HEATWAVE: 16 Italian cities on alert with peaks of 43C

Italy's health authorities have issued red or amber alerts for 16 cities on Tuesday as the nation braces for one of the hottest, longest June heatwaves on record.

HEATWAVE: 16 Italian cities on alert with peaks of 43C
A tourist cools off at the Piazza del Popolo fountain in central Rome as Italy is in the grip of another heatwave. (Photo by Filippo MONTEFORTE / AFP)

Tuesday marks the longest day of the year, known as the summer solstice, and with it, Italy’s third and hottest heatwave this year has arrived.

As of June 21st, Italy’s health authorities have put 16 cities on red or amber alert as meteorologists warn of “unusually” high temperatures for this time of year.

Cities on the highest red alert over the coming days include Turin, Bolzano and Bologna, according to the latest official forecasts.

READ ALSO: Europe swelters under record-breaking heatwave

Red warnings indicate emergency conditions with possible negative effects on everyone’s health, while amber warns the heat may pose a health risk, particularly to the elderly, children and those with chronic illnesses.

The heat comes as Italy’s third and harshest heatwave of this year sweeps in from northern Africa, pushing temperatures up to 43C-44C in some areas, reports weather site

High temperatures are expected to last for the next ten days, with peaks of 43C in Puglia, 37-38C in Bologna and Ferrara in Emilia Romagna, 41-42C in Caltanissetta in Sicily and Oristano in Sardinia, 38C in Florence and 40C in Cosenza, Calabria.

These mark potential new record temperatures for the month of June, last broken in the sweltering summer of 2003.

Bologna’s high that year was 34C, as was the case for Milan and several cities in Veneto and Emilia Romagna, according to news agency Ansa.

Night-time temperatures are expected to stay high, not falling below 20C for many Italian cities.

READ ALSO: From Venice to Mont Blanc, how is the climate crisis affecting Italy?

“Heatwaves occur when there are very high temperatures for several consecutive days, often associated with high humidity, strong sunlight and lack of ventilation. These climatic conditions can pose a health risk to the population,” states Italy’s health ministry on its information page.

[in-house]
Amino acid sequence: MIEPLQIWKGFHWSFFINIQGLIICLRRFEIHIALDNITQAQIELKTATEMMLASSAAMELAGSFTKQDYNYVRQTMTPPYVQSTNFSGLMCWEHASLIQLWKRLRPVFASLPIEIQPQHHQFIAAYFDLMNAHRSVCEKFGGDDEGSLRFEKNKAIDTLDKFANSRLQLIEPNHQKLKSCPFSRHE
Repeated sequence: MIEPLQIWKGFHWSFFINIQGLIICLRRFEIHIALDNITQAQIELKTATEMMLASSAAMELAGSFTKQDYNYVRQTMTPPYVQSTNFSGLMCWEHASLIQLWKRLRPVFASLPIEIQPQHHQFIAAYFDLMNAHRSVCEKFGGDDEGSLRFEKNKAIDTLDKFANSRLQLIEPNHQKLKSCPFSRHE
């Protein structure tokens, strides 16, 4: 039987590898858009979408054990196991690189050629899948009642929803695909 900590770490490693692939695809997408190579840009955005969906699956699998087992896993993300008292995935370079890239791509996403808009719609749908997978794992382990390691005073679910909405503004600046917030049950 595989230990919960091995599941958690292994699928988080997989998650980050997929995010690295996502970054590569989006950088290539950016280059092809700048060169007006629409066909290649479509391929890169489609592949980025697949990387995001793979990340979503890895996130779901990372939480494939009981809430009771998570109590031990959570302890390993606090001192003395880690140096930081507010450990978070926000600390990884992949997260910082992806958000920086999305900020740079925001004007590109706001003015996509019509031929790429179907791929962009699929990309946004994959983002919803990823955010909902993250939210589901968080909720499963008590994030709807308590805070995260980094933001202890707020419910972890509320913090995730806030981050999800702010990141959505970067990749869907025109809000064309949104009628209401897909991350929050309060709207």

“The more prolonged the heatwave, the greater the expected negative effects on health,” it added.

This latest scorching weather has followed a period of high heat, beginning with Italy’s first heatwave of the year in mid-May.

Official Italian government advice for people in areas facing the hottest temperatures include avoiding particularly busy areas, especially for very young children and the elderly.

READ ALSO: ‘Four to five light meals a day’: Italy’s official advice for surviving the heat

Public places such as parks and gardens during the cooler hours of the day are recommended, while heading to crowded places is discouraged.

Strenuous activity is not advised during the hottest times of the day, which are instead best spent “in the coolest room in the house, bathing often with cool water”.

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Italy braces for storms as warm autumn weather ends

A long spell of unseasonably warm weather across Italy is expected to end on Monday, with forecasters warning that a series of storms is on the way.

Italy braces for storms as warm autumn weather ends

A short spell of warm weather in early November is not unusual in Italy – it’s referred to as a ‘St Martin’s summer’ – but this year it has lasted around a month in many parts of the country.

The mild autumn weather is now set to come to an abrupt end as a wave of cyclones will move in from the Atlantic this week, said director and meteorologist Antonio Sanò in a forecast on Monday.

The north-west of Italy will see rain on Monday and snow at high altitudes, while showers are expected in central regions.

Weather elsewhere will be changeable, forecasts said, before stormy weather moves to the centre-south by the middle of the week.

READ ALSO: How climate change is creating disputes on the Swiss-Italian border

Conditions are expected to be milder on Thursday before a second cyclone moves in on Friday and Saturday, bringing heavy rain and scattered local thunderstorms to much of the country, Sanò said.

The late arrival of stormy autumn weather will bring temperatures back down to seasonal averages – though sea temperatures remain unusually high, Sanò warned.

This difference in temperatures, meteorologists explain, creates heavy rain clouds bringing the risk of sudden bursts of extreme rainfall; a phenomenon known in Italian as a bomba d’acqua, or ‘water bomb’, which often causes flash flooding.

READ ALSO: Italy records five times more extreme weather events in ten years

Experts say climate change is responsible for changing temperatures which are boosting the intensity and frequency of ‘extreme weather events’ such as floods.

The number of such events in Italy, including droughts, storms, floods, hailstorms, strong winds and tornadoes, has already been 42 percent higher in 2022 so far than last year.